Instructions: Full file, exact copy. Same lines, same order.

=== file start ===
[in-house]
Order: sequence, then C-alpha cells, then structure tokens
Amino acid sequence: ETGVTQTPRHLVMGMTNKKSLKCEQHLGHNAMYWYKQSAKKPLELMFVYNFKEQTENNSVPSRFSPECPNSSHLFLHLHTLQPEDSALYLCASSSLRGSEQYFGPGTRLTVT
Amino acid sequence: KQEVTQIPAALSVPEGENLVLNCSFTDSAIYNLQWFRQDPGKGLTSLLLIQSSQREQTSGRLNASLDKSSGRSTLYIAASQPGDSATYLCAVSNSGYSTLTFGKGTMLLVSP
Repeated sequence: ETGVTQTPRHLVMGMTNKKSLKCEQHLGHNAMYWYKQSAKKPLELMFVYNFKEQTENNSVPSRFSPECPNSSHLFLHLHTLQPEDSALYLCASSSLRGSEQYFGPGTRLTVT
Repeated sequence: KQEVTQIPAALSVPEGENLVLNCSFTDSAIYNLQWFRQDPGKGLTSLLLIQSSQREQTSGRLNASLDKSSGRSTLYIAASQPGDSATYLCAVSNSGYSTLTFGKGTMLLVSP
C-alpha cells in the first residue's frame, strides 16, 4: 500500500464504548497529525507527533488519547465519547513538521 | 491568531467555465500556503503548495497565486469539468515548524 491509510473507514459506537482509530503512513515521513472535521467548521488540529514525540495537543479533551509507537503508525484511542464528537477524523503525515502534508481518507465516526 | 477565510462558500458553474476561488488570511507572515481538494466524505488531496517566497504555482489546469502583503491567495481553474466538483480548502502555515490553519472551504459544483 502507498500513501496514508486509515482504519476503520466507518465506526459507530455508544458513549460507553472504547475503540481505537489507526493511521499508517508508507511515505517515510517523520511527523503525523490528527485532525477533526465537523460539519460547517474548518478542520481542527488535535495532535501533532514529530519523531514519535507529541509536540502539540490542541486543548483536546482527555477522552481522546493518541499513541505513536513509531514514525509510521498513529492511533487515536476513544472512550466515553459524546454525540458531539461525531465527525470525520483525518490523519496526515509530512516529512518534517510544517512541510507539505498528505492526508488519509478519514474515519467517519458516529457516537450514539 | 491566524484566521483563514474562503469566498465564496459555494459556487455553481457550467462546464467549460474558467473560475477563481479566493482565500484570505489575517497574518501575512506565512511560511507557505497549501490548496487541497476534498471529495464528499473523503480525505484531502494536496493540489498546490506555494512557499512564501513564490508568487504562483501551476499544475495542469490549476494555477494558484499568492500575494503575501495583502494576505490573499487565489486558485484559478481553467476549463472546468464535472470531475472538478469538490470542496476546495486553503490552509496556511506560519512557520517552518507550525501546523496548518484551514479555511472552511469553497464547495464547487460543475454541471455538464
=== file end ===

[in-house]
Order: sequence, then C-alpha cells, then structure tokens
Amino acid sequence: ETGVTQTPRHLVMGMTNKKSLKCEQHLGHNAMYWYKQSAKKPLELMFVYNFKEQTENNSVPSRFSPECPNSSHLFLHLHTLQPEDSALYLCASSSLRGSEQYFGPGTRLTVT
Amino acid sequence: KQEVTQIPAALSVPEGENLVLNCSFTDSAIYNLQWFRQDPGKGLTSLLLIQSSQREQTSGRLNASLDKSSGRSTLYIAASQPGDSATYLCAVSNSGYSTLTFGKGTMLLVSP
Repeated sequence: ETGVTQTPRHLVMGMTNKKSLKCEQHLGHNAMYWYKQSAKKPLELMFVYNFKEQTENNSVPSRFSPECPNSSHLFLHLHTLQPEDSALYLCASSSLRGSEQYFGPGTRLTVT
Repeated sequence: KQEVTQIPAALSVPEGENLVLNCSFTDSAIYNLQWFRQDPGKGLTSLLLIQSSQREQTSGRLNASLDKSSGRSTLYIAASQPGDSATYLCAVSNSGYSTLTFGKGTMLLVSP
C-alpha cells in the first residue's frame, strides 16, 4: 500500500464504548497529525507527533488519547465519547513538521 | 491568531467555465500556503503548495497565486469539468515548524 491509510473507514459506537482509530503512513515521513472535521467548521488540529514525540495537543479533551509507537503508525484511542464528537477524523503525515502534508481518507465516526 | 477565510462558500458553474476561488488570511507572515481538494466524505488531496517566497504555482489546469502583503491567495481553474466538483480548502502555515490553519472551504459544483 502507498500513501496514508486509515482504519476503520466507518465506526459507530455508544458513549460507553472504547475503540481505537489507526493511521499508517508508507511515505517515510517523520511527523503525523490528527485532525477533526465537523460539519460547517474548518478542520481542527488535535495532535501533532514529530519523531514519535507529541509536540502539540490542541486543548483536546482527555477522552481522546493518541499513541505513536513509531514514525509510521498513529492511533487515536476513544472512550466515553459524546454525540458531539461525531465527525470525520483525518490523519496526515509530512516529512518534517510544517512541510507539505498528505492526508488519509478519514474515519467517519458516529457516537450514539 | 491566524484566521483563514474562503469566498465564496459555494459556487455553481457550467462546464467549460474558467473560475477563481479566493482565500484570505489575517497574518501575512506565512511560511507557505497549501490548496487541497476534498471529495464528499473523503480525505484531502494536496493540489498546490506555494512557499512564501513564490508568487504562483501551476499544475495542469490549476494555477494558484499568492500575494503575501495583502494576505490573499487565489486558485484559478481553467476549463472546468464535472470531475472538478469538490470542496476546495486553503490552509496556511506560519512557520517552518507550525501546523496548518484551514479555511472552511469553497464547495464547487460543475454541471455538464